mowed and fertilized path left behind as the tractor is moved

mowed and fertilized path left behind as the tractor is moved

some sections Mango, Longan and Lychee trees). This system works very well for many reasons. It is very easy and quick to maintain; it takes only a few minutes to refill feed and water as well as move each one. The chickens are laying delicious/nutritious eggs with bright and firm yolks because they get a daily diet of grass and bugs along with their organic feed. As the tractors are moved along they leave behind a weed free path and the chicken manure that is also left behind serves as a balanced fertilizer for the fruit trees. Using this system a farmer can produce two different products to sell on the same acreage.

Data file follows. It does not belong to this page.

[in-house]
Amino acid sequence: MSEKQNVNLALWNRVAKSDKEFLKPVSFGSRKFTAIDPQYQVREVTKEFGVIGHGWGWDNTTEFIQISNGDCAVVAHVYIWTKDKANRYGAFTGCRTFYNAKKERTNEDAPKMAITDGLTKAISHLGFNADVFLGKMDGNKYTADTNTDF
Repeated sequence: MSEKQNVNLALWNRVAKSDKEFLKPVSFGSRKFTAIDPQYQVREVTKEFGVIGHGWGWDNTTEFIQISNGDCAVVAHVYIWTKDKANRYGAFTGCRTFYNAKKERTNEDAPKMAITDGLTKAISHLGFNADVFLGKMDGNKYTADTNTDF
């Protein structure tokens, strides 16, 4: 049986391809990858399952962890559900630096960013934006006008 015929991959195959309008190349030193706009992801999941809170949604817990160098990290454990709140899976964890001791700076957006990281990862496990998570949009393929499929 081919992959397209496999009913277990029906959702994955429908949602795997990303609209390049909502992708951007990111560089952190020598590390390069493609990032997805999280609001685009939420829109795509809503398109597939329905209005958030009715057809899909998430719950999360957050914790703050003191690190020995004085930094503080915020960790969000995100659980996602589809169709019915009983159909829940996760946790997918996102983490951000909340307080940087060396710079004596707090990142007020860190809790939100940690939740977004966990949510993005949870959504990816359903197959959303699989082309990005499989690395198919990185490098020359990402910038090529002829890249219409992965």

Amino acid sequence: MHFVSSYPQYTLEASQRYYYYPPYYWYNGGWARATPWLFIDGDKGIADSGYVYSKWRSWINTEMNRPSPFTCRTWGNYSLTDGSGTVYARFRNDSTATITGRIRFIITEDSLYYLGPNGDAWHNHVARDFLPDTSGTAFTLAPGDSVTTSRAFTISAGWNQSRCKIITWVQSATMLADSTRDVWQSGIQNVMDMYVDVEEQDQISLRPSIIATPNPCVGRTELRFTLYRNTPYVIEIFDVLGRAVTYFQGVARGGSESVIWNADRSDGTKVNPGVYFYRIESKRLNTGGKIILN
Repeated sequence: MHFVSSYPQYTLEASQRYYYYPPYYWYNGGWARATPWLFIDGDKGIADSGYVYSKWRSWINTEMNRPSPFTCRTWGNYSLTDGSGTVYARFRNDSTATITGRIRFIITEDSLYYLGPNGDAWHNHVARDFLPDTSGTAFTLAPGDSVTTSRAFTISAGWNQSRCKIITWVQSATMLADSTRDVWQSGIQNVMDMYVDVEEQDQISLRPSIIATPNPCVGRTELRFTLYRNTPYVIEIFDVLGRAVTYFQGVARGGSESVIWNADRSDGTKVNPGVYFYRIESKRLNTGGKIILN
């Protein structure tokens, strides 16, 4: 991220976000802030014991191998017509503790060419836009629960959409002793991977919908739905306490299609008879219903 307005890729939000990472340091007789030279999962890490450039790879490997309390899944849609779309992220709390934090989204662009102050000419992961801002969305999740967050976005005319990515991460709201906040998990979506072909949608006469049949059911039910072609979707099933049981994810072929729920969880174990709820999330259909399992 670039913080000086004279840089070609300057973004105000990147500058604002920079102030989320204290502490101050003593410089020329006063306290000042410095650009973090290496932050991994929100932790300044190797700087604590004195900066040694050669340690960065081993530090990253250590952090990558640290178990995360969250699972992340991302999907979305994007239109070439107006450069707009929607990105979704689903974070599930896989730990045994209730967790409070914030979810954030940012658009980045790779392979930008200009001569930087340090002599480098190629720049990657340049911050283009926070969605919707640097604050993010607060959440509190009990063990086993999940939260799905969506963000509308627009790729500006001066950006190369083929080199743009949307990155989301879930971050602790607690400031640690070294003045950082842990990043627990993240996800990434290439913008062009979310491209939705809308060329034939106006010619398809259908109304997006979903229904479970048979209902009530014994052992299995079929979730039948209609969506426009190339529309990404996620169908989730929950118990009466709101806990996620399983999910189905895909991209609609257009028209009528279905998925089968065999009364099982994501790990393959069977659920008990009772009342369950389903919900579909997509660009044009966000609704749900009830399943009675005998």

In my opinion, all of the conventional groves in the area could be raising eggs or chicken meat using this system and instead of spending money on chemicals they could be making twice as much money on the same amount of land.

prepping for the brunch at Possum Trot

Oh man, what a full day!

First of all, I either slept through my alarm or it didn’t go off for some reason this morning… Either way I woke up just in time to make a quick tea and greet a volunteer who had arranged to be here at 8am. Her name is Traci Epperson and she was with us all day. I have to say that she was a “dream volunteer”! Her attitude was amazing; she’s the kind of person who makes things happen; she worked hard and efficiently and she had a good sense of humor. Thanks Traci, come back any time!